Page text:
Bring Coulson back for the inevitable reboot, please. But he fell a hero, and that’s how we should remember him.
Cross-posted from Vodkapundit
People hate iOS 7 so much, they’ve upgraded 200,000,000 devices to it since its release last Wednesday — double the upgrade pace iOS 6 enjoyed last year. I believe that makes it the most widely-used version of any mobile operating system.
Not bad for an OS that’s only five days old.
OK, it’s barking remarkable.
I’m pleased as punch with the performance improvements and enhancements over iOS 6. Nothing just appears; everything comes from or goes to some particular place as you touch or swipe the screen. That might seem a small thing, but it isn’t. You always know exactly where you are, how you got there, and what will happen with your next gesture. (Want to have fun with Android owners? Ask them what the Back button does. Almost every answer will begin with, “Well…”) In iOS 7 everything has a certain cause and a certain effect — everything is done with a purpose. The visual clues give your eyes memory, the way your fingers remember how to tie your shoes.
I was afraid my ancient iPad 3 would find its graphics co-processor — already running at Ludicrous Speed just to maintain the Retina Display — overwhelmed by all the new visual bells and whistles. But it still performs with all the speed and slickness you expect from an Apple mobile device. My son’s iPad mini handles iOS 7 just as nicely. My iPhone 5S won’t arrive until Thursday, but my two-year-old 4S feels faster, no joke.
The new Control Center (cribbed pretty shamelessly from Android, but turnabout and all that) is a great addition. I find it’s a little too easy to activate it when swiping up to scroll through web pages, but there’s a setting to disable it while you’re in apps, or also from the lock screen. Turn it off in apps/leave it on in Lock, seems to be the best combo for both me and my wife.
Siri is smarter. Last week, I could not for the life of me get her to understand that I wanted her to play Frank Sinatra & Antonio Carlos Jobim’s recording of “One Note Samba.” “Siri, play ‘One Note Samba’,” I must have said a dozen times with perfect diction. Every time she’d reply, “I’m sorry, Stephen, but I can’t find one note somber.” And finally me shouting at my phone, “No! It’s samBA, samBA, samBA!” like a demented dance instructor.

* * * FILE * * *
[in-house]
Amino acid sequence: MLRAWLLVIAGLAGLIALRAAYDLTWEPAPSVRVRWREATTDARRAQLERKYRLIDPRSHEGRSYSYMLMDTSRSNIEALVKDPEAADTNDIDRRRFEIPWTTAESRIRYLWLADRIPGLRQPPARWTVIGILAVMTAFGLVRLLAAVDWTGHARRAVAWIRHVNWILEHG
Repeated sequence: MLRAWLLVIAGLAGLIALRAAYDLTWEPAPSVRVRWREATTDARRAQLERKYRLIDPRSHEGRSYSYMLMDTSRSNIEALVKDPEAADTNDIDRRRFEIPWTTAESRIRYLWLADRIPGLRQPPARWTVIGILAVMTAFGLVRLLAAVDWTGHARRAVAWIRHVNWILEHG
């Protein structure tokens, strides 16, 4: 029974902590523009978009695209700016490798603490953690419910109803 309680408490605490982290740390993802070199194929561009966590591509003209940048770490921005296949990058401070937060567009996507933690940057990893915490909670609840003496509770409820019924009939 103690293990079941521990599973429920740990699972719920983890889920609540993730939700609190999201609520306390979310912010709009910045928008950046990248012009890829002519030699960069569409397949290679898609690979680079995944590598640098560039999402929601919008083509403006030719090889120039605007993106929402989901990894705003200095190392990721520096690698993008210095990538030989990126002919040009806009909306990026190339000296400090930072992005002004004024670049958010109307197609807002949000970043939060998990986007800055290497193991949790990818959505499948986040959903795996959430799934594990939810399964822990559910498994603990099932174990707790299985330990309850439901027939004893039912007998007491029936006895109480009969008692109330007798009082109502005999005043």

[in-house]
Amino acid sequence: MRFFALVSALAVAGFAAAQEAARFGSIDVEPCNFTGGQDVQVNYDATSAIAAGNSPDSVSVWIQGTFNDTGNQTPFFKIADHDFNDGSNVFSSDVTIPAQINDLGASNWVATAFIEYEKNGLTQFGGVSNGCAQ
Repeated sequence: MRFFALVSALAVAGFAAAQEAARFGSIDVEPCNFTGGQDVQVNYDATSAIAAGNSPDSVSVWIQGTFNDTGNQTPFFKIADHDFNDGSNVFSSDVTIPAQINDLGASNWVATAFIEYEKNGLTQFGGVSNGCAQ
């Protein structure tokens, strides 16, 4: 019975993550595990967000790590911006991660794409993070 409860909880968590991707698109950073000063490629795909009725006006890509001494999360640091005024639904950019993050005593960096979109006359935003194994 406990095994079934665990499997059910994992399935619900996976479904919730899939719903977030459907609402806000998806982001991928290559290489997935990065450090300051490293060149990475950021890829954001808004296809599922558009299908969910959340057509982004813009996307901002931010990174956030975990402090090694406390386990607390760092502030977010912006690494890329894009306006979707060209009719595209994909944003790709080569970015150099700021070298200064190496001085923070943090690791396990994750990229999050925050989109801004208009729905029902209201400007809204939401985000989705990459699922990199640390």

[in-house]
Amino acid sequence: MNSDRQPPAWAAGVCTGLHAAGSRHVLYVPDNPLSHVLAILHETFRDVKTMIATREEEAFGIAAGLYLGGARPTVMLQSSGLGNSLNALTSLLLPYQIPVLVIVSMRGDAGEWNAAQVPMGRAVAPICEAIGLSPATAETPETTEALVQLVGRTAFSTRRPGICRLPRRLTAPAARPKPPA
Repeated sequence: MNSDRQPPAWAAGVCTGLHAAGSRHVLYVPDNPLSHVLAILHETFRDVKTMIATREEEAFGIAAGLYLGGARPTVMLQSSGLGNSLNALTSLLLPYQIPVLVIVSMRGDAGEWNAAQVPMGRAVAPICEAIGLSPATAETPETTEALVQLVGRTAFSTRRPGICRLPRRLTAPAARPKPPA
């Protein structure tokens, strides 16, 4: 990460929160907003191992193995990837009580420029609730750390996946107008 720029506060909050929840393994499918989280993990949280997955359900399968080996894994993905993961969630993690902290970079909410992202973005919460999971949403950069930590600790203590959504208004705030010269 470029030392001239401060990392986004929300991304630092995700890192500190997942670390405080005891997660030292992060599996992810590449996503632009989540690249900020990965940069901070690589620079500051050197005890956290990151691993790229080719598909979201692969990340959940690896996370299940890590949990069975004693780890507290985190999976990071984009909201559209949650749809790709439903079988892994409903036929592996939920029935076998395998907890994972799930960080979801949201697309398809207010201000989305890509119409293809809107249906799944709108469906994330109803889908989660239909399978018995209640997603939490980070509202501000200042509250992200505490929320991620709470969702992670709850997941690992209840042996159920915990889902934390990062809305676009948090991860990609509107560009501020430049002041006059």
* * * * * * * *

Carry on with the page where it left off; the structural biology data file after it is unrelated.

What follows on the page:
I tried it again in the truck this morning, and instead of getting Siri’s error message, my reply was Frank singing, This is just a little samba, based upon a single note…. That’ll put a bounce in your step on a Monday morning.
iOS 7 is also more security-minded. As you go through the quick initial setup scheme, it will default to having a four-digit passcode. If you choose to turn it off, the OS will ask you if you’d like it to stop using autofill for your browser logins. Smart.
If you thought the camera was fast before, now it’s faster, and complete with HDR, Instagram-type filters, and other nifty new tricks. It’s the best camera I’ve ever used that didn’t say “Nikon” on it and pair with my shelf full of lenses. And remember, this is a two-year-old iPhone 4S we’re talking about here. I got all this new speed and functionality from a simple OS upgrade. Can’t wait to put the new 5S camera through its paces later this week.
Graphically, iOS 7 is hit or miss.
Yesterday I wrote that it was impossible to pick a favorite Elmore Leonard novel. But when I went to pick up one to re-read last night, I reached for Pronto without even having to think about it. It’s the first of Leonard’s works to star Deputy US Marshal Raylan Givens, but it wasn’t meant to be.